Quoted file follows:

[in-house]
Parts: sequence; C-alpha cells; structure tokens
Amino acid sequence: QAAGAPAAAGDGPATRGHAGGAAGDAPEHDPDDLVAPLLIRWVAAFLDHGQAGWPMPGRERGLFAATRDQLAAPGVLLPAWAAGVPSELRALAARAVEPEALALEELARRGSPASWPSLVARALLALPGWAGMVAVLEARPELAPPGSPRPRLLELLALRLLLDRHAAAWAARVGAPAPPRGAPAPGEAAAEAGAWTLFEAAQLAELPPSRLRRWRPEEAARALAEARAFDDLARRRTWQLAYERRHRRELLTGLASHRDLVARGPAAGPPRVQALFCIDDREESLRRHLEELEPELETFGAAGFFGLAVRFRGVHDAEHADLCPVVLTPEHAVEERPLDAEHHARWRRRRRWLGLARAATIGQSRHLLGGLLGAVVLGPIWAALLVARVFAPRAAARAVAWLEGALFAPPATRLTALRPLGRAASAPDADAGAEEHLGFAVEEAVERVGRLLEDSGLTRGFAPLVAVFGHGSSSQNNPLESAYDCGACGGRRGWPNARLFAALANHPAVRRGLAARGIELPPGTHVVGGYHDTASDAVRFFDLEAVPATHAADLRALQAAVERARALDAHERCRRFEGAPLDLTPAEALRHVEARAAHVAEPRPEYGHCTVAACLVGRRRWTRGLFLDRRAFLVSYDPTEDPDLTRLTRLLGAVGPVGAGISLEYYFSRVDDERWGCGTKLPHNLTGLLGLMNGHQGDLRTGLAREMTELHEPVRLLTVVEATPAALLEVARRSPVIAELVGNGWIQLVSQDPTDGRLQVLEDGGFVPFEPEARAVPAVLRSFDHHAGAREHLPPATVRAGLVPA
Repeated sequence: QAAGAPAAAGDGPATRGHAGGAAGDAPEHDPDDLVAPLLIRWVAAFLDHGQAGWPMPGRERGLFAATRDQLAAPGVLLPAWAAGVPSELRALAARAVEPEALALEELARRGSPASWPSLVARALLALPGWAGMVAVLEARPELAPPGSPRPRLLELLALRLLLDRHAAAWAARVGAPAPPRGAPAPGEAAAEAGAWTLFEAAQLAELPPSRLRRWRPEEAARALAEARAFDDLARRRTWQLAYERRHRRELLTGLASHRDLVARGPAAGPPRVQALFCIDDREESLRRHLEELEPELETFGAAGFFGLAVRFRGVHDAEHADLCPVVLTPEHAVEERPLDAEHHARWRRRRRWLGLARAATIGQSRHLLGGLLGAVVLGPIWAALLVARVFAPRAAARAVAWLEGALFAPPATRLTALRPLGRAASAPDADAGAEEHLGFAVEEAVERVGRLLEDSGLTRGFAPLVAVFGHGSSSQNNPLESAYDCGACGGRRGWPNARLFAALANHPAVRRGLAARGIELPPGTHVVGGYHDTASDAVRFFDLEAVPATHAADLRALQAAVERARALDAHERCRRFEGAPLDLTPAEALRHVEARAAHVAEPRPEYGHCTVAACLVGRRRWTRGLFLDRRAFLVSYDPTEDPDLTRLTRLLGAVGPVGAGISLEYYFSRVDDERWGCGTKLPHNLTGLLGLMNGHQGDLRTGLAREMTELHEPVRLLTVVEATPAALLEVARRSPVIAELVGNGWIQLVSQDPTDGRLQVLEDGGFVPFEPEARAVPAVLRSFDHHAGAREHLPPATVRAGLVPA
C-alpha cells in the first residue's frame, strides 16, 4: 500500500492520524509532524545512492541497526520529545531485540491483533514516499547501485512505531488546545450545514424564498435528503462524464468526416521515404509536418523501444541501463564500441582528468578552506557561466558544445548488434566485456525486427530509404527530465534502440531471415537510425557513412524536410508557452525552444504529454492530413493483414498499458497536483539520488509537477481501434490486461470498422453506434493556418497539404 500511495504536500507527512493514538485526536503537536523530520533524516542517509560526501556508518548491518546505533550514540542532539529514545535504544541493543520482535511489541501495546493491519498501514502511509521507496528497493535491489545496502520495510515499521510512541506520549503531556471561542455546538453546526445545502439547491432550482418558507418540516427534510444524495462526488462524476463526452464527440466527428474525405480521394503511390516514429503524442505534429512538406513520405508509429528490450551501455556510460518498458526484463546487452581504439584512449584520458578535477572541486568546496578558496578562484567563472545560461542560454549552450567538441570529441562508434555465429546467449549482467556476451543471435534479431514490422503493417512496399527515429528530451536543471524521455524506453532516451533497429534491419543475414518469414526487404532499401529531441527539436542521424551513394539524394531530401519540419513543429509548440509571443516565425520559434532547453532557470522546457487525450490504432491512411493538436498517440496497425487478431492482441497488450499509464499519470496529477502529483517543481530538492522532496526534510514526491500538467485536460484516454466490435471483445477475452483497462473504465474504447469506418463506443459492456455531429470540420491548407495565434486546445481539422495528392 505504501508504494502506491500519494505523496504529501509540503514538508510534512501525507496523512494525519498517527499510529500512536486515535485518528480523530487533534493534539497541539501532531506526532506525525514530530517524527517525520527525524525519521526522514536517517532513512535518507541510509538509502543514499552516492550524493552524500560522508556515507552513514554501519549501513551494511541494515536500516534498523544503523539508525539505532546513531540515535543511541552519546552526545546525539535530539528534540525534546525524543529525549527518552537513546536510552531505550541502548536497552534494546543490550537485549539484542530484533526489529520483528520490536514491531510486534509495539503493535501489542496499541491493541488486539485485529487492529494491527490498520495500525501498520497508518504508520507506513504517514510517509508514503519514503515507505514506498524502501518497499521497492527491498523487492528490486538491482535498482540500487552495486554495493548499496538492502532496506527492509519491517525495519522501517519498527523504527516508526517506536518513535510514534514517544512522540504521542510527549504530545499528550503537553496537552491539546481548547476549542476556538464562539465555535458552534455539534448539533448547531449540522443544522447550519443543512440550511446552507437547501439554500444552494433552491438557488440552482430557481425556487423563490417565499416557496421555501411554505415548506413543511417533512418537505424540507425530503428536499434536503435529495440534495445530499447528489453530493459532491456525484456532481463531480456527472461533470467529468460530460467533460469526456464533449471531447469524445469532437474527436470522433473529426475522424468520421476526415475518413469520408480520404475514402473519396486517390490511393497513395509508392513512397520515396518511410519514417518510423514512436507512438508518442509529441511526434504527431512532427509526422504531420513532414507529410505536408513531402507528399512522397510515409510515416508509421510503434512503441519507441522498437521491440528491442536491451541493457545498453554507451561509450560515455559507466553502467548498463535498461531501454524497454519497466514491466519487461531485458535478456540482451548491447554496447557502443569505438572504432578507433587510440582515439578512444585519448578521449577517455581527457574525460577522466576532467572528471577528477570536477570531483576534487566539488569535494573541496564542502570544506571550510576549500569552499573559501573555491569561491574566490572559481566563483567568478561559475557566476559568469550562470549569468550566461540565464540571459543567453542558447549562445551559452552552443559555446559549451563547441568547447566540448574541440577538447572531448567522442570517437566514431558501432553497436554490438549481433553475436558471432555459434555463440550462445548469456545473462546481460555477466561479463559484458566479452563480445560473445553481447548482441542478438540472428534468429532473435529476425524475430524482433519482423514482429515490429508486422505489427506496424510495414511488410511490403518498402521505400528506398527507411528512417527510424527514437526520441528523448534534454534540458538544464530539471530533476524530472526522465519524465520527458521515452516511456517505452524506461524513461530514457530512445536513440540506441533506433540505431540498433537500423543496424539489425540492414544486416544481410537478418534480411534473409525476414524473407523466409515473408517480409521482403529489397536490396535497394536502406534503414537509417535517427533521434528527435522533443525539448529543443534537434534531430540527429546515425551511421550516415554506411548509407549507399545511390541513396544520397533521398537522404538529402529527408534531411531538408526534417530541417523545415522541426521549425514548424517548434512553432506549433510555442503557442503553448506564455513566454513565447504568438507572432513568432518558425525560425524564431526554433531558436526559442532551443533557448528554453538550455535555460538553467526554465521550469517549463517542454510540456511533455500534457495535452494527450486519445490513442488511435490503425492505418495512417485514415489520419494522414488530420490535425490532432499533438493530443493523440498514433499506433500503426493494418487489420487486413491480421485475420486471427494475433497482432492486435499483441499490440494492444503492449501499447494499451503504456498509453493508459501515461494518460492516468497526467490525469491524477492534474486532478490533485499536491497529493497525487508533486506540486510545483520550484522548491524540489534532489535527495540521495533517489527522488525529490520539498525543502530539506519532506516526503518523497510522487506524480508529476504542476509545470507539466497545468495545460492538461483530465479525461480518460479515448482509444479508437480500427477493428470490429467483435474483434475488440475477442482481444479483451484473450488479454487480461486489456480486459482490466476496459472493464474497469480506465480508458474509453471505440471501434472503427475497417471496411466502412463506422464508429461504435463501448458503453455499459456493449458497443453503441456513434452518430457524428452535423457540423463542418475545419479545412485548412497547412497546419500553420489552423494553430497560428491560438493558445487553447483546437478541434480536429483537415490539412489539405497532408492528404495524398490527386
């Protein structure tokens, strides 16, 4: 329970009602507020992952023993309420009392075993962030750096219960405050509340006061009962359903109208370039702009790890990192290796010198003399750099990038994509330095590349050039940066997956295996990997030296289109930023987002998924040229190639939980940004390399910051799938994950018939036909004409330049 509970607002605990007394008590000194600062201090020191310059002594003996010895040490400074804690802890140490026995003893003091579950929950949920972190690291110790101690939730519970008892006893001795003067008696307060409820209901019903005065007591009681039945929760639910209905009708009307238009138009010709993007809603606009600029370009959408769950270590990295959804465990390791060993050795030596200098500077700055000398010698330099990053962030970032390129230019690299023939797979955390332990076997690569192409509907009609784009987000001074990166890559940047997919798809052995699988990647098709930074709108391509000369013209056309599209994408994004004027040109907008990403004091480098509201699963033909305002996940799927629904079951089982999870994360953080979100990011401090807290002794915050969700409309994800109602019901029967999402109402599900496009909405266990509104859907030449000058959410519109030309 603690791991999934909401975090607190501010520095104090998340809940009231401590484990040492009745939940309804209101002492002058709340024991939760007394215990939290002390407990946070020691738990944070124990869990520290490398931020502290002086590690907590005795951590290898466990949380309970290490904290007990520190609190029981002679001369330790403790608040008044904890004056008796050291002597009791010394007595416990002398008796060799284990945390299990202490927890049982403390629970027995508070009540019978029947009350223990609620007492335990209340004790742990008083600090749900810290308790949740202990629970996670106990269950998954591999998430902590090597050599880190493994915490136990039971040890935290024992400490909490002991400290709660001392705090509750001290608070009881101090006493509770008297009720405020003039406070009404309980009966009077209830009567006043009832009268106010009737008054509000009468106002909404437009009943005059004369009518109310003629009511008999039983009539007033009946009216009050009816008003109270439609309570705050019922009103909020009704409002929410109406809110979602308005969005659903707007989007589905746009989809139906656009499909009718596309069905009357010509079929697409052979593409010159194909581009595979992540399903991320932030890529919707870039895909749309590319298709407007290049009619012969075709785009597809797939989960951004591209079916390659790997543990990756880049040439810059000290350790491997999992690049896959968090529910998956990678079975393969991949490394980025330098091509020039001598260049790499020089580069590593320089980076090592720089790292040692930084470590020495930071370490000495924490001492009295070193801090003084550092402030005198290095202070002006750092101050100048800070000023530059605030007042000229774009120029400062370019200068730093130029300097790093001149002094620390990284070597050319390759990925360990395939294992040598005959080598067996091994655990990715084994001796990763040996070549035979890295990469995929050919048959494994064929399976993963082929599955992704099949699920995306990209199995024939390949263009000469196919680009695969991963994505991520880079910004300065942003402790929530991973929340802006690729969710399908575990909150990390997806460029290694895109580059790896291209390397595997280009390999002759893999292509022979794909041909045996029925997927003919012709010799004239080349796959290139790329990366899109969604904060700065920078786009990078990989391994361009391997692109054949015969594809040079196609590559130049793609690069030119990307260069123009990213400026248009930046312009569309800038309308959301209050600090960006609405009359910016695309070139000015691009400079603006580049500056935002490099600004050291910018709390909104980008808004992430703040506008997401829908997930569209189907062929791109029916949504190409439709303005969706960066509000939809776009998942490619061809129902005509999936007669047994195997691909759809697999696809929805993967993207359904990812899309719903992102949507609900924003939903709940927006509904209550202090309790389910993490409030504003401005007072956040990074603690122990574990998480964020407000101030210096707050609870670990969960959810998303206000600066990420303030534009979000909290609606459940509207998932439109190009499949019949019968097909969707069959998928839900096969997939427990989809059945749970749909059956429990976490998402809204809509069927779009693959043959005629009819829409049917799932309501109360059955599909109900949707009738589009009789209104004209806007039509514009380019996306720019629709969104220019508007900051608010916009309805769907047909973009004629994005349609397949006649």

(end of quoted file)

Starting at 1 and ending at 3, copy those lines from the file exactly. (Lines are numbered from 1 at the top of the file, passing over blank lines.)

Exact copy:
[in-house]
Parts: sequence; C-alpha cells; structure tokens
Amino acid sequence: QAAGAPAAAGDGPATRGHAGGAAGDAPEHDPDDLVAPLLIRWVAAFLDHGQAGWPMPGRERGLFAATRDQLAAPGVLLPAWAAGVPSELRALAARAVEPEALALEELARRGSPASWPSLVARALLALPGWAGMVAVLEARPELAPPGSPRPRLLELLALRLLLDRHAAAWAARVGAPAPPRGAPAPGEAAAEAGAWTLFEAAQLAELPPSRLRRWRPEEAARALAEARAFDDLARRRTWQLAYERRHRRELLTGLASHRDLVARGPAAGPPRVQALFCIDDREESLRRHLEELEPELETFGAAGFFGLAVRFRGVHDAEHADLCPVVLTPEHAVEERPLDAEHHARWRRRRRWLGLARAATIGQSRHLLGGLLGAVVLGPIWAALLVARVFAPRAAARAVAWLEGALFAPPATRLTALRPLGRAASAPDADAGAEEHLGFAVEEAVERVGRLLEDSGLTRGFAPLVAVFGHGSSSQNNPLESAYDCGACGGRRGWPNARLFAALANHPAVRRGLAARGIELPPGTHVVGGYHDTASDAVRFFDLEAVPATHAADLRALQAAVERARALDAHERCRRFEGAPLDLTPAEALRHVEARAAHVAEPRPEYGHCTVAACLVGRRRWTRGLFLDRRAFLVSYDPTEDPDLTRLTRLLGAVGPVGAGISLEYYFSRVDDERWGCGTKLPHNLTGLLGLMNGHQGDLRTGLAREMTELHEPVRLLTVVEATPAALLEVARRSPVIAELVGNGWIQLVSQDPTDGRLQVLEDGGFVPFEPEARAVPAVLRSFDHHAGAREHLPPATVRAGLVPA